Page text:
Publications

    Mediocre: The Dangerous Legacy of White Male America
    Oluo, Ijeoma. Mediocre: The Dangerous Legacy of White Male America. New York: Seal Press, 2020. Book @ Harvard LibraryAbstract

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    "In her new book, rather than tear down the statues of certain white men, Ijeoma Oluo casts her eye on the long view of a nation that, as a whole, has built a dominant identity for white men. Her book challenges what we value most in America, during a tumultuous time of upheaval as we painfully strive toward a more perfect union. With her signature sharp wit, Oluo exposes how white male identity not only blatantly marks our divided culture today, from presidential politics to popular culture, but it is insidiously embedded even in the history of apparent progress, from women entering the workforce, to rising access to higher education, to the work of white civil rights advocates and male feminists. Oluo relates the glorification of White male aggression behind Western Expansion, the disdain of women workers strengthening the Great Depression, the fear of racial integration driving the Great Migration, and more examples of how White male America was forged and reinforced-at a devastating cost. Far from arguing that all white men are mediocre, Oluo instead challenges a national narrative that for generations has defined success exclusively around white men. Status for white men is granted only in relation to others, and is separated from actual achievement. This is not a benign mediocrity; it is brutal for everyone who is erased. Deeply researched, passionate, and revelatory, Oluo's Mediocre argues that if we wish to move beyond the rancorous politics where only white men are created equal, if we wish to write better stories for the next generation of Americans, we first need upend everything we thought we knew about our founding stories"–

    Being Muslim: A Cultural History of Women of Color in American Islam
    Chan-Malik, Sylvia. Being Muslim: A Cultural History of Women of Color in American Islam. New York: New York University Press, 2018. Book @ Harvard LibraryAbstract

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    "For Sylvia Chan-Malik, Muslim womanhood is constructed through everyday and embodied acts of resistance, what she calls affective insurgency. In negotiating the histories of anti-Blackness, U.S. imperialism, and women's rights of the twentieth and twenty-first centuries, Being Muslim explores how U.S. Muslim women's identities are expressions of Islam as both Black protest religion and universal faith tradition. Through archival images, cultural texts, popular media, and interviews, the author maps how communities of American Islam became sites of safety, support, spirituality, and social activism, and how women of color were central to their formation. By accounting for American Islam's rich histories of mobilization and community, Being Muslim brings insight to the resistance that all Muslim women must engage in the post-9/11 United States. From the stories that she gathers, Chan-Malik demonstrates the diversity and similarities of Black, Arab, South Asian, Latina, and multiracial Muslim women, and how American understandings of Islam have shifted against the evolution of U.S. white nationalism over the past century. In borrowing from the lineages of Black and women-of-color feminism, Chan-Malik offers us a new vocabulary for U.S. Muslim feminism, one that is as conscious of race, gender, sexuality, and nation, as it is region and religion."-- Publisher description.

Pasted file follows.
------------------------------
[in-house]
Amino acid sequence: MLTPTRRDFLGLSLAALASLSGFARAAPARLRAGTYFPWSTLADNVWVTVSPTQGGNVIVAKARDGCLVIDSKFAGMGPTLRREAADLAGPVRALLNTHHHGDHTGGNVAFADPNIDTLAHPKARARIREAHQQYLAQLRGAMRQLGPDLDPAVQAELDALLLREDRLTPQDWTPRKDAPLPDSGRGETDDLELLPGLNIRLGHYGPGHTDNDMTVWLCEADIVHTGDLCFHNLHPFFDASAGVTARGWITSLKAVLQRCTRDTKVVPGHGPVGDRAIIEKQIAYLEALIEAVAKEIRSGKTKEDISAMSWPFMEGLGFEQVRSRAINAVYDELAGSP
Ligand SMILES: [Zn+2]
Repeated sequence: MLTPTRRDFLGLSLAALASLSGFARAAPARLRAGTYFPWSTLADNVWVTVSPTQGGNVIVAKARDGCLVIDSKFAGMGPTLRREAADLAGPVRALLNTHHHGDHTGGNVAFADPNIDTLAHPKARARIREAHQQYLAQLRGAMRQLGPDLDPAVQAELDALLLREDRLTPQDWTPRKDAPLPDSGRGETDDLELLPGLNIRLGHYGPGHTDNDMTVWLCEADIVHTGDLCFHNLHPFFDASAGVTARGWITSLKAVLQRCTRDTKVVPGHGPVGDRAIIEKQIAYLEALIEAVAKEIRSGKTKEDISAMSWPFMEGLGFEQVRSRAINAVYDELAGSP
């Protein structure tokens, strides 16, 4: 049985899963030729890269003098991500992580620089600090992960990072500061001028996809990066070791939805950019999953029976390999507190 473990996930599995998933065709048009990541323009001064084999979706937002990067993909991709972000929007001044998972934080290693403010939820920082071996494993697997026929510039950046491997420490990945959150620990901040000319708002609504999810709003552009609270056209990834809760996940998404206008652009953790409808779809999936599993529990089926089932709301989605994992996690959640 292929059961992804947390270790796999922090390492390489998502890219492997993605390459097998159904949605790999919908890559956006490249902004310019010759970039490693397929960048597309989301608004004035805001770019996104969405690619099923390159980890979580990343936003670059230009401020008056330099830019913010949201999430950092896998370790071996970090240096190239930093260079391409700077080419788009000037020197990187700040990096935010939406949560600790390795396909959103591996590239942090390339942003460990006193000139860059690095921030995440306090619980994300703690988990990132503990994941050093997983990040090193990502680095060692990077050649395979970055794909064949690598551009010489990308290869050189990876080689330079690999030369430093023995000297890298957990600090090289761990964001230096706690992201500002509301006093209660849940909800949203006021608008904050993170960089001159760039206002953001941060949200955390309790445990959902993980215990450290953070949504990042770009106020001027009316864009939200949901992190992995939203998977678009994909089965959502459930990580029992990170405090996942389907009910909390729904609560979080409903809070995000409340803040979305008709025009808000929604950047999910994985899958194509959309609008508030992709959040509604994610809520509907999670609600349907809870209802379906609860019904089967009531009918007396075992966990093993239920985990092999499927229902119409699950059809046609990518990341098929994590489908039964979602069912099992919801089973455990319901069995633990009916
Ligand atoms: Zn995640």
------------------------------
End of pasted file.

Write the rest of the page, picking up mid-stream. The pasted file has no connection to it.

Covering: The Hidden Assault on Our Civil Rights
    Yoshino, Kenji. Covering: The Hidden Assault on Our Civil Rights. New York: Random House, 2006. Book @ Harvard LibraryAbstract

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    "Gay Asian American Yale Law School professor Kenji Yoshino fuses legal manifesto and poetic memoir to call for a redefinition of civil rights in our law and culture. Everyone covers. To cover is to downplay a disfavored trait so as to blend into the mainstream. Because all of us possess stigmatized attributes, we all encounter pressure to cover in our daily lives. Given its pervasiveness, we may experience this pressure to be a simple fact of social life.

    Against conventional understanding, Kenji Yoshino argues that the demand to cover can pose a hidden threat to our civil rights. Though we have come to some consensus against penalizing people for differences based on race, sex, sexual orientation, religion, and disability, we still routinely deny equal treatment to people who refuse to downplay differences along these lines. Racial minorities are pressed to 'act white' by changing their names, languages, or cultural practices. Women are told to 'play like men' at work. Gays are asked not to engage in public displays of same-sex affection. The devout are instructed to minimize expressions of faith, and individuals with disabilities are urged to conceal the paraphernalia that permit them to function.

    In a wide-ranging analysis, Yoshino demonstrates that American civil rights law has generally ignored the threat posed by these covering demands. With passion and rigor, he shows that the work of civil rights will not be complete until it attends to the harms of coerced conformity." (Publisher's description)

    Intersectionality and Higher Education: Identity and Inequality on College Campuses